Born July 3, 1873 in New York City, Morgan boxed as an amateur before turning professional in 1894. However, after getting knocked out, he retired from the ring and became a boxing manager. Facetiously dubbed “Dumb Dan” by TAD Dorgan, sports editor of The New York Journal, because of his loquacity, Morgan is one of boxing's great managers and most colorful characters.

Among the hundreds of men he guided in his eventful career include KO Brown, middleweight champion Al McCoy and world light heavyweight champion Battling Levinsky. Morgan is best known for his work with Hall of Famer Jack Britton, whom he developed into welterweight champion of the world. Morgan also set into motion a grueling 20-fight series between Britton and Ted “Kid” Lewis that lasted six years (1915-1921).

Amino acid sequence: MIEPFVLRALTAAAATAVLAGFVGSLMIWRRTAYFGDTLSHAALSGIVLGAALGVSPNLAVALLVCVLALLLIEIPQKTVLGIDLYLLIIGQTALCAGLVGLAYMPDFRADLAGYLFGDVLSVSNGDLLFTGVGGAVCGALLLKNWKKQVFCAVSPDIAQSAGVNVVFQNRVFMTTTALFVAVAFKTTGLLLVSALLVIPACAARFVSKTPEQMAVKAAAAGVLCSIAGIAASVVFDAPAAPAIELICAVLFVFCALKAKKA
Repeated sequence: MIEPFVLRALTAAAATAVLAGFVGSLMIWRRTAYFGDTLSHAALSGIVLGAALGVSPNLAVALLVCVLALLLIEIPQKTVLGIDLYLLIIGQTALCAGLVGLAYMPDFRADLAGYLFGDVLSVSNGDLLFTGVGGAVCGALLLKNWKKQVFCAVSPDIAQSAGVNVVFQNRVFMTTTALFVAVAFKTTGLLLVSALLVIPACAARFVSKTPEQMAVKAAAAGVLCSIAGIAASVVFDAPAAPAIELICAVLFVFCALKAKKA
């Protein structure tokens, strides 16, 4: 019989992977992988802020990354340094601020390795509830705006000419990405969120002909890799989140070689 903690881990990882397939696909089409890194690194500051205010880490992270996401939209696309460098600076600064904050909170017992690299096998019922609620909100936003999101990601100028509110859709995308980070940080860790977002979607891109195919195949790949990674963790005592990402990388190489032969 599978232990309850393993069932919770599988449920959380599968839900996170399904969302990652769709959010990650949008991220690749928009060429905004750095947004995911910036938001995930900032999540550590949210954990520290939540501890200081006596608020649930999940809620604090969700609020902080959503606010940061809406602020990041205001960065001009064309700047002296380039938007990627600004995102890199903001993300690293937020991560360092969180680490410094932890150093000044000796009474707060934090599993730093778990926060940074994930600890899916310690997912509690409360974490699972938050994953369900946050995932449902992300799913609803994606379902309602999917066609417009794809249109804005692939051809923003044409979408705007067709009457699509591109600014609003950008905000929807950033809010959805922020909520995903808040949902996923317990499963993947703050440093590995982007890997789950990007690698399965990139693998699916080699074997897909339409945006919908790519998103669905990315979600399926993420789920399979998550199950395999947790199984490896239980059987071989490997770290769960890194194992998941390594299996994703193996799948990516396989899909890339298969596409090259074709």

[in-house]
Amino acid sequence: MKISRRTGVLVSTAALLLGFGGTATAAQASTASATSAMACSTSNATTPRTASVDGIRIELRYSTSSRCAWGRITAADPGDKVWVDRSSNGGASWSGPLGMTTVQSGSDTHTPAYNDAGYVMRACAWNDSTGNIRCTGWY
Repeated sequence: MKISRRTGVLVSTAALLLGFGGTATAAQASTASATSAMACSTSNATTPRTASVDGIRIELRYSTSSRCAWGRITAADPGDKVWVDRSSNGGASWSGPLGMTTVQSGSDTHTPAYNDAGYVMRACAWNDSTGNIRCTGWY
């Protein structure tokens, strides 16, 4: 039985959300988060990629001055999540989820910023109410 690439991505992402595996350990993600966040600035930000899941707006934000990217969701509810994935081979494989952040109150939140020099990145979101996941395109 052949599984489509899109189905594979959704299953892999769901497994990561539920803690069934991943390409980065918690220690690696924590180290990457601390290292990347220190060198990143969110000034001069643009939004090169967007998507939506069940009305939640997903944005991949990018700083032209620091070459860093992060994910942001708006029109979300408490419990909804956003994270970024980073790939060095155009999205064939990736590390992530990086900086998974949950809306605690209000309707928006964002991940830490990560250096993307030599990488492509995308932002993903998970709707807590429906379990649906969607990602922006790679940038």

After Morgan retired from managing fighters in 1925, his expertise was employed by Mike Jacobs and Jim Norris' International Boxing Club at Madison Square Garden to help with their fight promotions.

In 1948, Morgan was awarded the James J. Walker Award for Long and Meritorious Service to Boxing by the Boxing Writers Association of America.

Morgan was 82 when he passed away in his New York home in 1955.
Born: July 3, 1873
Died: July 7, 1955
Induction: 2000
Dan Morgan